I’m all for nutritious meals prepared with fresh ingredients. I cook them almost every night. But I also know that I can get so caught up in preparing a meal for my family that I sometimes miss the most important thing: connection. And then I remember my dad, Bob Stains, Sr., who had the right idea: spend time with the kids.
Dad was a courageous guy who raised my sister and me as a single parent in the 1950s, when there were few models for parenting solo, especially for men. When he came home from work, he always cooked dinner and we always ate together. I know now that he had choices: he could spend a lot of time cooking, or he could spend time with us. I’m happy that he most often chose us.
But a gourmet cook he was not. Hey, it was the 50s and 60s, after all: canned vegetables, leatherized roast beef and instant mashed potatoes ruled the table. But our favorite meal, in addition to ham steak fried in tomato soup (I’m not kidding) was dad’s signature dish: a freshly-opened can of Dinty Moore’s Beef Stew. It was a complete meal, it tasted good and best of all, it was quick to cook.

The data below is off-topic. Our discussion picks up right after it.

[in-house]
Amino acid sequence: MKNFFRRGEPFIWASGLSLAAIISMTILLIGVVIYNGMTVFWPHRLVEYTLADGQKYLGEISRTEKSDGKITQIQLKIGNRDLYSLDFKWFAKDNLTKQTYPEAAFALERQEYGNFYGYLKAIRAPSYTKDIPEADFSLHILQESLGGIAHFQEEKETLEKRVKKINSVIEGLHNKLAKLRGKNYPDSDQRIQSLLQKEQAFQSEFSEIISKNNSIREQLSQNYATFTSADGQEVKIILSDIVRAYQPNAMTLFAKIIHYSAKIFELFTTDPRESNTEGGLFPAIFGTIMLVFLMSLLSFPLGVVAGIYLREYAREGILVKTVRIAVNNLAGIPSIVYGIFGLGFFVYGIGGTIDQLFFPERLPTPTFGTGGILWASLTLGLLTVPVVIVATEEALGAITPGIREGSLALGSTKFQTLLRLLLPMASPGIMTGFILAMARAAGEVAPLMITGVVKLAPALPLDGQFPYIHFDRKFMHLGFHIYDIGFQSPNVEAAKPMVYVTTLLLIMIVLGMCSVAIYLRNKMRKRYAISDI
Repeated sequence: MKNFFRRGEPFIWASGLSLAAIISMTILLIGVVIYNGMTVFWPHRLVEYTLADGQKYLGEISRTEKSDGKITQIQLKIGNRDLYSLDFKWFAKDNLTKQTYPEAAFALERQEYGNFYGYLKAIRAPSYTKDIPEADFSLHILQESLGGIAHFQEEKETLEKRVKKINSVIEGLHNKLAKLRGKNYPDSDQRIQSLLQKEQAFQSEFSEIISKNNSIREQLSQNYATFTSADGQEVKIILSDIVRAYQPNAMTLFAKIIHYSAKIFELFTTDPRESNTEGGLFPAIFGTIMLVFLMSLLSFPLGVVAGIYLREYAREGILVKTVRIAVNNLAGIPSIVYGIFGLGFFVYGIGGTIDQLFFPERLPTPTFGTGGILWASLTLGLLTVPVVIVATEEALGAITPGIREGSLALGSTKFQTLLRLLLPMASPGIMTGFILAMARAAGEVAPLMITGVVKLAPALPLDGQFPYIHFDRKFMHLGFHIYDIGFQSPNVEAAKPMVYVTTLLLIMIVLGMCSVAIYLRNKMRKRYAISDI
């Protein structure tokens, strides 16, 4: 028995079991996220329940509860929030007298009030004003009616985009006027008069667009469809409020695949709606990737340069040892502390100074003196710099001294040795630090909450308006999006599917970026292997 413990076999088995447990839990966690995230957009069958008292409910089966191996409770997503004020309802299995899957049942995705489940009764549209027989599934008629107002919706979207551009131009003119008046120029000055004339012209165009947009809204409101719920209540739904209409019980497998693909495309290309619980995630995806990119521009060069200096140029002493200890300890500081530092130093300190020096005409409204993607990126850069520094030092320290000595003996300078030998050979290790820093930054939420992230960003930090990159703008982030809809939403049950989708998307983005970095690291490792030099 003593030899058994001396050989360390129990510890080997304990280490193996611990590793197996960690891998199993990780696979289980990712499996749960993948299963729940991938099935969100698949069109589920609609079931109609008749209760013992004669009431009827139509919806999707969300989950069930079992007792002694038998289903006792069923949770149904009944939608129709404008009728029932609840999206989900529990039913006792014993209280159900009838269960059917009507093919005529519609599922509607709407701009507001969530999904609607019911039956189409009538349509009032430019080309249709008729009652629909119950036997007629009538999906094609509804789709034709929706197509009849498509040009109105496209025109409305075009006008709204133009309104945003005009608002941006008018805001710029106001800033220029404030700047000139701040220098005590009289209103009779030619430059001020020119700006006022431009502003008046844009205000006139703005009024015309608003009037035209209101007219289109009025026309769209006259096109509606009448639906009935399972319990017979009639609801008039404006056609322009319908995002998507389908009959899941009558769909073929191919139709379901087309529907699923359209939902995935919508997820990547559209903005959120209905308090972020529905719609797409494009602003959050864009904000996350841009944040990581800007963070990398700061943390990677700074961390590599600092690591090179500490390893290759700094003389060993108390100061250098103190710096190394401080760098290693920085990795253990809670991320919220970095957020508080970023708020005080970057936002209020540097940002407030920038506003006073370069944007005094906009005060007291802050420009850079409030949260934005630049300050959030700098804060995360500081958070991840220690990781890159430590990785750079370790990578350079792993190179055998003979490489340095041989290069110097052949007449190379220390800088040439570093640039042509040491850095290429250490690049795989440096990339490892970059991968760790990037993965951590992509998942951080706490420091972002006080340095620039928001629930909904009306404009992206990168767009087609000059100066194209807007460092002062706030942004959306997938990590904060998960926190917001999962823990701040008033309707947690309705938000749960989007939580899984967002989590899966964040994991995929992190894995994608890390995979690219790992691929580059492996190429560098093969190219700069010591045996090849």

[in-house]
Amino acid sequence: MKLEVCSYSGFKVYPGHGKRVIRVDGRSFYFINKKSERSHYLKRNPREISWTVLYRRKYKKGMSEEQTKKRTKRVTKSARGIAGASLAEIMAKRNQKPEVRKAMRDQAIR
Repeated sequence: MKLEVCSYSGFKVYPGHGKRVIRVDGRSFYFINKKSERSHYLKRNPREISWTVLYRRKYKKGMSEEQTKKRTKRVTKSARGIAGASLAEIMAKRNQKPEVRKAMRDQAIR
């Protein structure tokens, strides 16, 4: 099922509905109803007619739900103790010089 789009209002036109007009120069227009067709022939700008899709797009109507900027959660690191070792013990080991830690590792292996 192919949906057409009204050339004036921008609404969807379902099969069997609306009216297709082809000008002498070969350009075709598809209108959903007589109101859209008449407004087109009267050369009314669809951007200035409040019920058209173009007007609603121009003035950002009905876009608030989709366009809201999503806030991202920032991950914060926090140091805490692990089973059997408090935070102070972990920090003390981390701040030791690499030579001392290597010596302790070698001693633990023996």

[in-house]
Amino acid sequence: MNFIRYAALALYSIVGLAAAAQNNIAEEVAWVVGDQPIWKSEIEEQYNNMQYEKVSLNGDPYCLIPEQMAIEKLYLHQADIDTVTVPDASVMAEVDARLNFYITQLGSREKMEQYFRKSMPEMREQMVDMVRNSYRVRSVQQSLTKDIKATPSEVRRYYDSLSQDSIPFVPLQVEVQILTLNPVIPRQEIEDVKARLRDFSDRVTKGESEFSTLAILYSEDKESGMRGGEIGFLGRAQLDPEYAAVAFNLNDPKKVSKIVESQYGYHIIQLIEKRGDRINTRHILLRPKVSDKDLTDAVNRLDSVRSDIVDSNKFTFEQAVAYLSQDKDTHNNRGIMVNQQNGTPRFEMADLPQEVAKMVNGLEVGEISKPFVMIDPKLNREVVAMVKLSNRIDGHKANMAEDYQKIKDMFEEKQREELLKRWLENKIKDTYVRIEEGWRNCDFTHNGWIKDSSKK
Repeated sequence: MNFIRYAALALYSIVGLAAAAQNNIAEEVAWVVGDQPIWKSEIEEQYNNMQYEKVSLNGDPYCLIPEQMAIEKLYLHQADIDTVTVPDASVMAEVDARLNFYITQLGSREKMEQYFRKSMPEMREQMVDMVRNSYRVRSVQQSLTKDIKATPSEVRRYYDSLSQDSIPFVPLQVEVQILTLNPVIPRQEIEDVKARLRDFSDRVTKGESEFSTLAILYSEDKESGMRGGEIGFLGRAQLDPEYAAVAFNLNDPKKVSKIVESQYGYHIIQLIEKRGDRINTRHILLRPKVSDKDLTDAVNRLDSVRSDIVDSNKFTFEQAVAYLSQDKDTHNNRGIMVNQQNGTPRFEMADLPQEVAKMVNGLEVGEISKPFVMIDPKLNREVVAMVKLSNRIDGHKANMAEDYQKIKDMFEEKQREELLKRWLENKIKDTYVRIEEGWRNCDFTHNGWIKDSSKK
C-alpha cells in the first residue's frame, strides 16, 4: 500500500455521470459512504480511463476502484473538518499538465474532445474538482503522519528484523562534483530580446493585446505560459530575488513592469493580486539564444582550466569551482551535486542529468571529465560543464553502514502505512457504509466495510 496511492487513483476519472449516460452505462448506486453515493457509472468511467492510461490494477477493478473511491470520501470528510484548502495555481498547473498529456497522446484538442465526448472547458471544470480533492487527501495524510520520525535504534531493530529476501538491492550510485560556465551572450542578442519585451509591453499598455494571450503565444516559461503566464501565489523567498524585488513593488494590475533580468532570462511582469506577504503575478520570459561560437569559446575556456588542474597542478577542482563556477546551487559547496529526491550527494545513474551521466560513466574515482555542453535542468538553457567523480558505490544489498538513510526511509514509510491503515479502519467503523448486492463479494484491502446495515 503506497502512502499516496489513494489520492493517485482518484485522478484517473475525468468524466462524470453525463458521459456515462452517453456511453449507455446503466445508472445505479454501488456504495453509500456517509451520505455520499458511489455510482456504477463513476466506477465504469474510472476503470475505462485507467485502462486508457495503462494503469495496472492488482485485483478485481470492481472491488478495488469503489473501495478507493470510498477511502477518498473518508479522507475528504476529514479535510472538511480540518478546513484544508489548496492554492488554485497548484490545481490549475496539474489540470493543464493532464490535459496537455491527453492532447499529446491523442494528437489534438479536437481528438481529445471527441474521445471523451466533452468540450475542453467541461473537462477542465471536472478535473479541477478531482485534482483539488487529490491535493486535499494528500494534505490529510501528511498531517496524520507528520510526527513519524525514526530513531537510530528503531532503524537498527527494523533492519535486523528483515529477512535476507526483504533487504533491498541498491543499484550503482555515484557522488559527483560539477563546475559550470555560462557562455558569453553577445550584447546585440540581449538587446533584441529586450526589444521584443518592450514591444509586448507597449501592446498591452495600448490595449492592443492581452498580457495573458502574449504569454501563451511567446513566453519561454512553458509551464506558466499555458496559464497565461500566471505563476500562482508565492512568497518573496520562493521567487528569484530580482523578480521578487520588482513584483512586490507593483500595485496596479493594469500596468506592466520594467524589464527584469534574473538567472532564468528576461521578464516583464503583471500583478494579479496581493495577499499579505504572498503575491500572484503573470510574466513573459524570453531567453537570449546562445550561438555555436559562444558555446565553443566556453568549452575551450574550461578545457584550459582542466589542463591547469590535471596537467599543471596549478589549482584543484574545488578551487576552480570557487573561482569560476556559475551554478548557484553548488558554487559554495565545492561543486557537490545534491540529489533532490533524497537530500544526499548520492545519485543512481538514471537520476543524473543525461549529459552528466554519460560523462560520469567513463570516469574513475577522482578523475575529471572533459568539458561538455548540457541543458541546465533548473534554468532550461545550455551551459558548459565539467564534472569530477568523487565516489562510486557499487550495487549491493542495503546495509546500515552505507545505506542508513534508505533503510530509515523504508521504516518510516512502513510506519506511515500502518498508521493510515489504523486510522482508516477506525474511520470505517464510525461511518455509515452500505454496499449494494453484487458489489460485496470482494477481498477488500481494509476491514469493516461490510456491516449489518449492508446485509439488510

On Dinty Moore nights we knew that Dad would spend more time than usual with us at the table: talking, playing games, maybe teaching us how to draw a chipmunk face or make sailor hats from the newspaper. We were more hungry for his time and attention than we were for perfectly prepared food. Dad knew this.
So now, every once in a while, I have to remind myself of his example and remember that family time together is more important than what’s on the table. I’m not abandoning my passion for cooking well and I don’t think I’ll be heating up Dinty Moore any time soon. But when, because of the demands of our hectic lives I have to choose how I spend my meal time, I hope I choose as Dad did: for conversation, connection and family.